The brass knocker landed like a battering ram on Jen’s oak door.
“Charles,” she said, getting up on her toes to plant a kiss on my cheek.
Jen was prepped for the post-Leo portion of life. She had one of those yoga-Pilates-Zumba figures. Botox and silicone likely played a part in her not-entirely-plausible appearance. Her expression — amused! — got across the notion that we were both in on a little joke; that this creation was Jen Litely and not really Jen Litely at all. No problem. For a woman of her age, she was an eyeful.
“Come in,” she said. “Sit!”
She had a bottle of champagne resting in ice on the coffee table. Sparkling flutes. Cheese. Grapes. Sunlight pouring through a wall of windows. Money: sure it’s the root of evil, it pierces us with many sorrows, etcetera, but the consolation is you’re not drinking beer out of jelly jars.
I felt like a million bucks again, sitting in Jen’s leather Chesterfield.
“Napping. The dear needs his rest after lunch. It wears him out, eating.”
“How old is Leo?”
“It’s not the number. More a question of abilities. Leo is old. You don’t want to be that old.”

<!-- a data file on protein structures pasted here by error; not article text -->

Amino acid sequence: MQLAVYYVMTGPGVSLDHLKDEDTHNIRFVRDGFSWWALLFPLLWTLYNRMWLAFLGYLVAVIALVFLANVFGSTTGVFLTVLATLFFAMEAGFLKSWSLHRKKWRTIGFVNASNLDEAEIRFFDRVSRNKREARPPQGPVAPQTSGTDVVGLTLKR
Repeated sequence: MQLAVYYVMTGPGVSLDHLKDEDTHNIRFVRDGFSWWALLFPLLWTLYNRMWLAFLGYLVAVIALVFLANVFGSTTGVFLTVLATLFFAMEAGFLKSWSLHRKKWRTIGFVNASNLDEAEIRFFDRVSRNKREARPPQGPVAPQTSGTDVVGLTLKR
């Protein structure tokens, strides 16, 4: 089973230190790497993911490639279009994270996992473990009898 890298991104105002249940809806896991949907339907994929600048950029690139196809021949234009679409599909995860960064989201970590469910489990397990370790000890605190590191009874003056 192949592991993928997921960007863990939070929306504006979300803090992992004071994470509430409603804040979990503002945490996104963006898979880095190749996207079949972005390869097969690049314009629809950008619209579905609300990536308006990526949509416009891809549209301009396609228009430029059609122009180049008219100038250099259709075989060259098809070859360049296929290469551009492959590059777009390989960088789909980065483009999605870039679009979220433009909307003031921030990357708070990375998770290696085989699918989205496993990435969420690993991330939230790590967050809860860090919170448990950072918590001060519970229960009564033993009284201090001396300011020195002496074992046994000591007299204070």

“How does Leo feel about that?”
“Leo’s glass is not half full. It’s full to the brim. He can’t get enough of being alive. He wakes up, claps his hands. ‘Another day,’ he says. Which has to come as a surprise.”
“Will he be able to join us?” I wanted to be prepared.
“No, no, he’ll sleep until dinner, then wake up to eat.”
“To a fault, you could say.”
Jen pulled the bottle out of the ice and filled both glasses. “Make a toast,” she said. “Something cheerful.”
“To a full life,” I said.
We touched our glasses together and they rang like a pair of bells.
“No less and no more,” Jen added.
Another merry ting of pricey crystal.
“I’ll most surely drink to that,” she said.
Then she gave me a pat on the leg that was not strictly collegial.
Tomorrow: ’Til death do we part. But really…